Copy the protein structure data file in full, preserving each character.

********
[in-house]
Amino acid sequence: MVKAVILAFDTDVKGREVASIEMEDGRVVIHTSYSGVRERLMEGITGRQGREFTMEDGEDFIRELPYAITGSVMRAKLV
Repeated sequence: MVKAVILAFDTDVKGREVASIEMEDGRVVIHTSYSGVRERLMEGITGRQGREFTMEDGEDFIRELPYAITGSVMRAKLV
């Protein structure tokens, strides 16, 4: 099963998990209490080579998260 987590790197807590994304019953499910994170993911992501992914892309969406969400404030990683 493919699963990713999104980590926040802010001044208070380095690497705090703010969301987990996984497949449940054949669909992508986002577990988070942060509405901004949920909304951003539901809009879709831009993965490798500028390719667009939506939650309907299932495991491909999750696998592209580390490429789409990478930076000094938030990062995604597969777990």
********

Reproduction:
[in-house]
Amino acid sequence: MVKAVILAFDTDVKGREVASIEMEDGRVVIHTSYSGVRERLMEGITGRQGREFTMEDGEDFIRELPYAITGSVMRAKLV
Repeated sequence: MVKAVILAFDTDVKGREVASIEMEDGRVVIHTSYSGVRERLMEGITGRQGREFTMEDGEDFIRELPYAITGSVMRAKLV
């Protein structure tokens, strides 16, 4: 099963998990209490080579998260 987590790197807590994304019953499910994170993911992501992914892309969406969400404030990683 493919699963990713999104980590926040802010001044208070380095690497705090703010969301987990996984497949449940054949669909992508986002577990988070942060509405901004949920909304951003539901809009879709831009993965490798500028390719667009939506939650309907299932495991491909999750696998592209580390490429789409990478930076000094938030990062995604597969777990």